1. re: FlavoursGal

                  Once again I have to agree with Vinnie, this time about the couscous at Djerba. Although I loved my meal there, the couscous was kind of a sodden mass! Tasty, but not pleasant to look at. I think it ha absorbed too much of the sauces of my main dish.

                  1. re: Leslieville

                    That IS odd. The couscous and the stewed main dish should be plated together just before being served to you.

                    In fact, when I've had couscous dishes in Paris, every element of the dish - the couscous, the vegetables, the meat(s), the broth, and the harissa - are presented separately, allowing the diner to put them together according to preference.

                    1. re: FlavoursGal

                      That is definitely NOT what they are doing at Djerba. The couscous and sauce (it's not brothy) seemed quite intentionally pre-mixed to me. It's all kind of a great mass of spicy, rich couscous. I've always found the meat portions to be way generous, and I love the variety of vegetables he uses - it's always a good day when I eat a new vegetable and love it.
                      It is definitely different from other couscous I've had, but to me that's a good thing as I have never loved couscous until Djerba.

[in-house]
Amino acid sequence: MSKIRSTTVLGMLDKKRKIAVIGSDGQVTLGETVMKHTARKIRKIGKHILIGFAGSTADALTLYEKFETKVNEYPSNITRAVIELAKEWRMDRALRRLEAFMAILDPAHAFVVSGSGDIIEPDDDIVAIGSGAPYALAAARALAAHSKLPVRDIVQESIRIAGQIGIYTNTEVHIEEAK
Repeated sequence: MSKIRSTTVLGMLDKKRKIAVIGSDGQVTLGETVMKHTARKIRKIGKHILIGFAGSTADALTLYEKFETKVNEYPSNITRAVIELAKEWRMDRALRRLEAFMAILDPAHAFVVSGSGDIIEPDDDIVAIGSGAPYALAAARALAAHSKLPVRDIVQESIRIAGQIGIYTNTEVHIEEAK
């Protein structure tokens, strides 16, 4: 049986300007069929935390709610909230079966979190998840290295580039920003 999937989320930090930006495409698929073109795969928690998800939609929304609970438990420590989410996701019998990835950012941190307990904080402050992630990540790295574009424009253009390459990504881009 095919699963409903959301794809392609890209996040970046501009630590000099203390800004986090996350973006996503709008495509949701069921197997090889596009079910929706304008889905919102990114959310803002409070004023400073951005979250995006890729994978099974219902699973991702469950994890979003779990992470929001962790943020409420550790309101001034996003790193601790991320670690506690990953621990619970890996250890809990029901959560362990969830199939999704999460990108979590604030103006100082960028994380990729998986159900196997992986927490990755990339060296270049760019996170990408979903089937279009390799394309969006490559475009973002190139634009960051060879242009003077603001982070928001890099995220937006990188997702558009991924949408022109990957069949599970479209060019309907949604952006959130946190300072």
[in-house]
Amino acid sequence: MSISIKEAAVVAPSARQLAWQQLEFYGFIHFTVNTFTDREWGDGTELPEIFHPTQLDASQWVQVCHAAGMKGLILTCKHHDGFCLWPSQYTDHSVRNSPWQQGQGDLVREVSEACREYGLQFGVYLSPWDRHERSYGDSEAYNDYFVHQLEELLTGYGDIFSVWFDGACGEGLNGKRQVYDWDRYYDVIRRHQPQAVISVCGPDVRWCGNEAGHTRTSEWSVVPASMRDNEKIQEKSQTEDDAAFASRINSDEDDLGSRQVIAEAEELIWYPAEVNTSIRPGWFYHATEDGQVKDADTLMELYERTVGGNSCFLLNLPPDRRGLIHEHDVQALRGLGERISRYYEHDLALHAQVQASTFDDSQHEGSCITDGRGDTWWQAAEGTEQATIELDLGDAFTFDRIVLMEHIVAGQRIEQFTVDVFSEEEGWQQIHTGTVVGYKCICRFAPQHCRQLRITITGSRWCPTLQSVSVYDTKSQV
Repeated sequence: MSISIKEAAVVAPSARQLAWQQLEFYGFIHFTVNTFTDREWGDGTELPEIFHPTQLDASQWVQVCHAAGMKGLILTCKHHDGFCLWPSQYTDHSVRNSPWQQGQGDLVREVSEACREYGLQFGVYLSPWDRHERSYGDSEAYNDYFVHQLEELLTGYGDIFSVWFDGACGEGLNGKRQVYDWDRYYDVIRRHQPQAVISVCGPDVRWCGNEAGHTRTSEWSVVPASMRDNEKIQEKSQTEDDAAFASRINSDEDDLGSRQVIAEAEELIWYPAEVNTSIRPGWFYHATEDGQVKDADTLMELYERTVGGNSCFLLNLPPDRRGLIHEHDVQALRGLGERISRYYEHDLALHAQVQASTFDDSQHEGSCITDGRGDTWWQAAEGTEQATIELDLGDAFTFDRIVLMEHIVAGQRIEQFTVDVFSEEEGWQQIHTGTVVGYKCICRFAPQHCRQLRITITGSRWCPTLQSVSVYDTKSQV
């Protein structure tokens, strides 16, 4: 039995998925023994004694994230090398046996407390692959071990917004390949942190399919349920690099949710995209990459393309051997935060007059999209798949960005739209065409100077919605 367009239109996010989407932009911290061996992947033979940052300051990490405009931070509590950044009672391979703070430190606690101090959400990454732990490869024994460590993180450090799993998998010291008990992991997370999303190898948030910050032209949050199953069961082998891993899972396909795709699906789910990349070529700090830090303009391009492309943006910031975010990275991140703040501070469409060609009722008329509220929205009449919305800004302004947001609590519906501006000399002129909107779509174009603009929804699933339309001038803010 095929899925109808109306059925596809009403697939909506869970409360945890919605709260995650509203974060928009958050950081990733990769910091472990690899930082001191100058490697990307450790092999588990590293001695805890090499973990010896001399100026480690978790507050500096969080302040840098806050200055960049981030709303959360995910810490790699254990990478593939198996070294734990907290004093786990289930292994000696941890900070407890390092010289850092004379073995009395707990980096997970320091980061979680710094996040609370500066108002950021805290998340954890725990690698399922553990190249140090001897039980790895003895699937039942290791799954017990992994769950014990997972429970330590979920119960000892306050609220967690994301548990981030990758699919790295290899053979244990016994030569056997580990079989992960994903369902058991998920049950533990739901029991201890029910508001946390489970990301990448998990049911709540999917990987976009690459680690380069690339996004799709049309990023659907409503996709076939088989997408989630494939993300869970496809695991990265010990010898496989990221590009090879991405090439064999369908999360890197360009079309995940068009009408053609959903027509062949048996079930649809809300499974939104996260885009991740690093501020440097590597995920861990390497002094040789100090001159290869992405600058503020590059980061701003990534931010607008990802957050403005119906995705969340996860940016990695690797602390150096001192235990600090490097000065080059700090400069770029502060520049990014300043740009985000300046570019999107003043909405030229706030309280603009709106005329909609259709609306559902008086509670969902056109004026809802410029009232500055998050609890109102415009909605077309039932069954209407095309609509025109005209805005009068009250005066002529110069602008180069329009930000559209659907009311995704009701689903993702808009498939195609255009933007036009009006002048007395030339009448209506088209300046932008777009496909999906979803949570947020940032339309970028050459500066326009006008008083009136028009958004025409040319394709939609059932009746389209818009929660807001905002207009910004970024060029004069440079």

1. re: FlavoursGal

                        It comes as one pile of food -- there's nothing to add. I have liked it and would have it again but, as I keep warning people, it is extremely rich.

                2. Flavors Gal-I'm heading to Paris in May and would love to try some great North African cuisine especially some great couscous. I'd appreciate any restaurant recomendations.

                  1 Reply
                  1. re: robb

                    The best place for couscous is in the St. Michel district in Paris, robb. I'll get some names from my sister, who lived in Paris for 16 years. I'll report back soon.

                  2. Try Assyrian Food

                    If you want something different and a precursor to much of the middle eastern foods that you may have tried, try Hanging Gardens on Albion Road, West of Hwy 27. Gus, Tika, Kebabs, stews, dolmeh. Nice mejmah of that...mmmm

                    If you want something similar, try Jerusalem Restaurant on Eglinton at Bathurst

                    1 Reply
                    1. re: bluesbreaker1969

                      Anywhere you go in Morocco, the couscous is always served with the meat and vegetables on top. It should never be soggy. I have been to a few Algerian restos in France where they serve the couscous in a separate vessel. Algerian food is never as flavorful or interesting as Moroccan. Tunisian tends to be more piquant.

                      I don't know what issue Vinnie has with kosher North African food. He seems to think whatever it is is self evident. Go figure?

                      There are lots of North African restos with big portions and moderate prices near the Menilmontant and Belleville Metro stations.